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LTI Difference Equation from Impulse response

  1. Apr 18, 2012 #1
    I've been told that to calculate the difference equation of an LTI system, you simply take the sample values of the impulse response as the coefficients of the x[n-k] terms in the difference equation. i.e. if h[n] = {1, 0.5, 0.25, 0.125} for n>=0, then y[n] = x[n] +0.5x[n-1]+0.25x[n-2]+0.125x[n-3]. This makes sense to me since x[n] is an impulse ([itex]\delta[/itex][n]) for h[n].

    However, is it true that this difference equation is only valid for x[n] = [itex]\delta[/itex][n] and no other types of input? It would certainly seem so, as if I put in x[n] = {1,1,1,1,0,...0}, take the z-transforms of x[n] and h[n], multiply them, and take then take inverse z-transform, I get:

    y[n] = {1, 3/2, 7/4, 15/8, 15/8, 7/8, 3/8, 1/8, 0, 0 ... , 0} which does not correspond to the difference equation above.

    Also, surely if this were true for all inputs, you could not have a recursive system since the difference equation would only contain x[n] terms and no y[n-k] terms.

    Have I answered my own question?

    Any answers would be greatly appreciated!

    Many thanks

    Paul
     
  2. jcsd
  3. Apr 18, 2012 #2

    rbj

    User Avatar

    no, since the system is Linear and Time-Invariant, you can represent x[n] as

    [tex] x[n] = \sum_{i=-\infty}^{+\infty} x \delta[n-i] [/tex]

    then the output of the LTI system is

    [tex] \begin{align}
    y[n] & = \mathbf{LTI} \{ x[n] \} \\
    & = \mathbf{LTI} \left\{ \sum_{i=-\infty}^{+\infty} x \delta[n-i] \right\} \\
    & = \sum_{i=-\infty}^{+\infty} x \mathbf{LTI} \{ \delta[n-i] \} \\
    & = \sum_{i=-\infty}^{+\infty} x h[n-i] \\
    & = \sum_{i=-\infty}^{+\infty} h x[n-i] \\
    \end{align} [/tex]

    so it works for any x[n], as long as your system is LTI.
     
  4. Apr 18, 2012 #3

    rbj

    User Avatar

    now, this is a conflation. you want to get a recursive equations for y[n], but you have stated no recursive equations for h[n]. now the example h[n] that you have shown seems to have a recursive relationship to itself. can you spot it?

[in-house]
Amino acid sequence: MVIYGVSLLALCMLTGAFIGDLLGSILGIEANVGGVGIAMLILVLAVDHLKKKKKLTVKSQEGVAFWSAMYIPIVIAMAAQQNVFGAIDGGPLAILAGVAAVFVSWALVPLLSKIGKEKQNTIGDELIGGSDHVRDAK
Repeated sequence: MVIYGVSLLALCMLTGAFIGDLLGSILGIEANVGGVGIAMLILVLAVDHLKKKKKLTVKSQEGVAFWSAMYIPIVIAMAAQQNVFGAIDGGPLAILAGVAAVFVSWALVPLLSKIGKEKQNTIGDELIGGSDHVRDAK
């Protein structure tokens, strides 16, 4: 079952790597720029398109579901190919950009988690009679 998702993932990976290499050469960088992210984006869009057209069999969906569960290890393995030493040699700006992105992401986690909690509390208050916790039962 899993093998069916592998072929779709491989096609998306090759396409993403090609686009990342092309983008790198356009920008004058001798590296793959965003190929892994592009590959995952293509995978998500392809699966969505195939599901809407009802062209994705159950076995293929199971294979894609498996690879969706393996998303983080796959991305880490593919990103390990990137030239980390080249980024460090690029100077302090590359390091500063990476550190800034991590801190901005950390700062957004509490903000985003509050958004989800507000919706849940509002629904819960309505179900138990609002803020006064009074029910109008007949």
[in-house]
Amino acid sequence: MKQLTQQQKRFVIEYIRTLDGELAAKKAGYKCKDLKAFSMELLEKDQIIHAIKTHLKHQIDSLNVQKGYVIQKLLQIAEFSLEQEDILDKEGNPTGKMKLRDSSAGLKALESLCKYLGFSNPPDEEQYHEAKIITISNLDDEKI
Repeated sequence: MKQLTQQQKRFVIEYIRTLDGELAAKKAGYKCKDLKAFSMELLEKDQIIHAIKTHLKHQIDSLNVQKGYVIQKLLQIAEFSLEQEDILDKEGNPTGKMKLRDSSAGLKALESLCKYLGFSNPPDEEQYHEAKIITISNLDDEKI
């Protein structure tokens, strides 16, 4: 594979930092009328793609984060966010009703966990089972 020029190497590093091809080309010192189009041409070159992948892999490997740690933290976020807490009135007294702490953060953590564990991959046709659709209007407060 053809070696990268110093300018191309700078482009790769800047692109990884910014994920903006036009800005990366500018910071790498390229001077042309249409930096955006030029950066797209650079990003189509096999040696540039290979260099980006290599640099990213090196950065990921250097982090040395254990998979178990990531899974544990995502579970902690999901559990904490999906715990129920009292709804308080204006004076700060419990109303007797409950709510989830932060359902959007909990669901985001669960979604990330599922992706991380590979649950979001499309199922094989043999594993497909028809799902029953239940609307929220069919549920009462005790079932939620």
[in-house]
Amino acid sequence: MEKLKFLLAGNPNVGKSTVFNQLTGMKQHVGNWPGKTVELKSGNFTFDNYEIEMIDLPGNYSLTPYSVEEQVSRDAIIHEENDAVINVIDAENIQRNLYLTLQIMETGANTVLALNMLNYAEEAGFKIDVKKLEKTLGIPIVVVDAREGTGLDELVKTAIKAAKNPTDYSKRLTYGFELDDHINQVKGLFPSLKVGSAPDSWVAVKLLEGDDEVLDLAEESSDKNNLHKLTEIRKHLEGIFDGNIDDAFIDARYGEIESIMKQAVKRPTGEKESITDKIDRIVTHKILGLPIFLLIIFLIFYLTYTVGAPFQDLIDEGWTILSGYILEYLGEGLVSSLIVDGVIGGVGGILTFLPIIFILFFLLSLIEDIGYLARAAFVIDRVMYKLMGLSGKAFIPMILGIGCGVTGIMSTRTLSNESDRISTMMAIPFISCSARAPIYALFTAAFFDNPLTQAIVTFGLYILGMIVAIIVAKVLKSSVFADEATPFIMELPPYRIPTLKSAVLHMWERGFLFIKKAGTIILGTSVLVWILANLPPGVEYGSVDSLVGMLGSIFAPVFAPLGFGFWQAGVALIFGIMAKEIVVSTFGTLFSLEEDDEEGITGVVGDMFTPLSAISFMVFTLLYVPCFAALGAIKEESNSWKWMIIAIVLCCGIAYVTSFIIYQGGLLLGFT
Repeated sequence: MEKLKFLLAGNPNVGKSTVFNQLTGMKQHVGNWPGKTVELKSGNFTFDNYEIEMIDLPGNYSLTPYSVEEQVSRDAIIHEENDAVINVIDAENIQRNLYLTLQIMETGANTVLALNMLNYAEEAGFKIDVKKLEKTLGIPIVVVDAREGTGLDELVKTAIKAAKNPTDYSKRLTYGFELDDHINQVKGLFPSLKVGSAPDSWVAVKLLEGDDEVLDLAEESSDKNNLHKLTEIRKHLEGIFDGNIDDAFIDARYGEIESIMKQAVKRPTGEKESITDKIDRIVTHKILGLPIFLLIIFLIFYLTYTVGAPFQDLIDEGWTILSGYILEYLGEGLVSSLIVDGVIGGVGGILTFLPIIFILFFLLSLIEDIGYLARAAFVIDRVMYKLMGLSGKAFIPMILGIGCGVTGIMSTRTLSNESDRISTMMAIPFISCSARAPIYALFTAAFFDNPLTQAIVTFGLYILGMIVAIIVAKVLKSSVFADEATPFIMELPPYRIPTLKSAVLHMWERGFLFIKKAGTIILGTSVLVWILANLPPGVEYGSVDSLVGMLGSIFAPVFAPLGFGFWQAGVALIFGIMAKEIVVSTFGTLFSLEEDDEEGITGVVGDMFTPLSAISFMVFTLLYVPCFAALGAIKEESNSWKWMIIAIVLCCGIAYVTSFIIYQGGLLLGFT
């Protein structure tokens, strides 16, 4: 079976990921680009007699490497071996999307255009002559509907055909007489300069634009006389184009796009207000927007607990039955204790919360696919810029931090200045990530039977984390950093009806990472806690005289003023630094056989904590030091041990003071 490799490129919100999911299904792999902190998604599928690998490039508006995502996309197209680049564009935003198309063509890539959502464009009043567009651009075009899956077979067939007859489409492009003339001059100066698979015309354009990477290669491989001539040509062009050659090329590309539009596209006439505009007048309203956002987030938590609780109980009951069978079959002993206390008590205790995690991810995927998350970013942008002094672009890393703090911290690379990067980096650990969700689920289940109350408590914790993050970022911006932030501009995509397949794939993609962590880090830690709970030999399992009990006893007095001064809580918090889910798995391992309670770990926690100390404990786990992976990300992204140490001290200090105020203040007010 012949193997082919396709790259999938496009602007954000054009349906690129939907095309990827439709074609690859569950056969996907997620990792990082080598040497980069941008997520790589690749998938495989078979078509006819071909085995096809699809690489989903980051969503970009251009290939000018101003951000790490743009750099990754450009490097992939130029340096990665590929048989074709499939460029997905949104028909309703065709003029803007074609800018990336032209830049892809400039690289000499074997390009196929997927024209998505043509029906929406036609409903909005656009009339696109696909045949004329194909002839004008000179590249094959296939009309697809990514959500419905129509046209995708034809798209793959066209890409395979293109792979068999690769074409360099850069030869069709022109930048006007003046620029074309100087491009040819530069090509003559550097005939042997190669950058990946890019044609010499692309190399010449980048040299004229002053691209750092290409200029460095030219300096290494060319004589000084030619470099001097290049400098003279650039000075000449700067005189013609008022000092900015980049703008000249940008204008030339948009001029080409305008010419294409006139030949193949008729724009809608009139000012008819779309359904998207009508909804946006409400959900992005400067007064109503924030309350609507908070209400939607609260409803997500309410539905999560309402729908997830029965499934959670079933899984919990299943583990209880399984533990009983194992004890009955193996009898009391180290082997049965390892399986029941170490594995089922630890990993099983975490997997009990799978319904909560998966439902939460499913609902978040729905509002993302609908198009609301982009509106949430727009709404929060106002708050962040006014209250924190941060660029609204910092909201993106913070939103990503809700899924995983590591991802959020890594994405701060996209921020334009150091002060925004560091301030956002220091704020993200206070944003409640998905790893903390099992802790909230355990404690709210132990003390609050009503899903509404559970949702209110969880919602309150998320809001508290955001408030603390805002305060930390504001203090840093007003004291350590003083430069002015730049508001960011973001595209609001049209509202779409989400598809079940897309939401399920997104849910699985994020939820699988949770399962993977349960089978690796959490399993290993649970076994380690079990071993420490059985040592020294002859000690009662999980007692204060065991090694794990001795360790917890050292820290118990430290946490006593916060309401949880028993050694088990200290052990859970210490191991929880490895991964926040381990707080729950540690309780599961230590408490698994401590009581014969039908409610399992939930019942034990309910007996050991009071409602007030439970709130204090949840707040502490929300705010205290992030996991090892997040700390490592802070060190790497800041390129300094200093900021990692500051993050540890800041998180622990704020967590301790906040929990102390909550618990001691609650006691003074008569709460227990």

perhaps you have, but incorrectly.
     
  5. Apr 18, 2012 #4

    rbj

    User Avatar

    now that i reread your original post, it occurred to me that you may be referring to a concept call "Truncated IIR" filters, which are certain kinds of FIR filters that are efficiently implemented with IIR filters and a delay line.

    is this it?

    if so, i would recommend you look up something written by Julius Smith (google all of the words). i can also send you a simple pdf paper that generalizes TIIR filters for truncated first and second order IIRs.
     
  6. Apr 18, 2012 #5
    Hi rbj

    Thanks for your replies. I don't have much experience in DSP (as you can probably tell).

    1) Perhaps I should give more context. I was just trying to relate two concepts from my lecture notes and they may or may not be indirectly linked to truncated IIR filters.

    I wanted to apply the idea I stated earlier:

    to an example h[n] in my notes of an LTI system with an h[n] of:

    h[n] = [itex](\frac{1}{2})^n[/itex] = {1, 1/2, 1/4, ....} for n>=0

    Using the idea above I get the difference equation: y[n] = x[n] +0.5x[n-1]+0.25x[n-2]+0.125x[n-3].

    Now my notes then show how to get the output y[n] for an input x[n] = {1,1,1,1,0,0...0} using the z-transform. The result is y[n] = {1, 3/2, 7/4, 15/8, 15/8, 7/8, 3/8, 1/8, 0, 0 ... , 0}.

    Instead, if I use the difference equation above to obtain the output I get:

    y[n] = {1, 1/2, 1/4, 1/8, 0, 0 .. 0} which is different to the y[n] obtained from the z-transform method.

    You say:
    but this clearly doesn't work in this case. Can you explain why? Am I doing something wrong? The example stated it was an LTI system.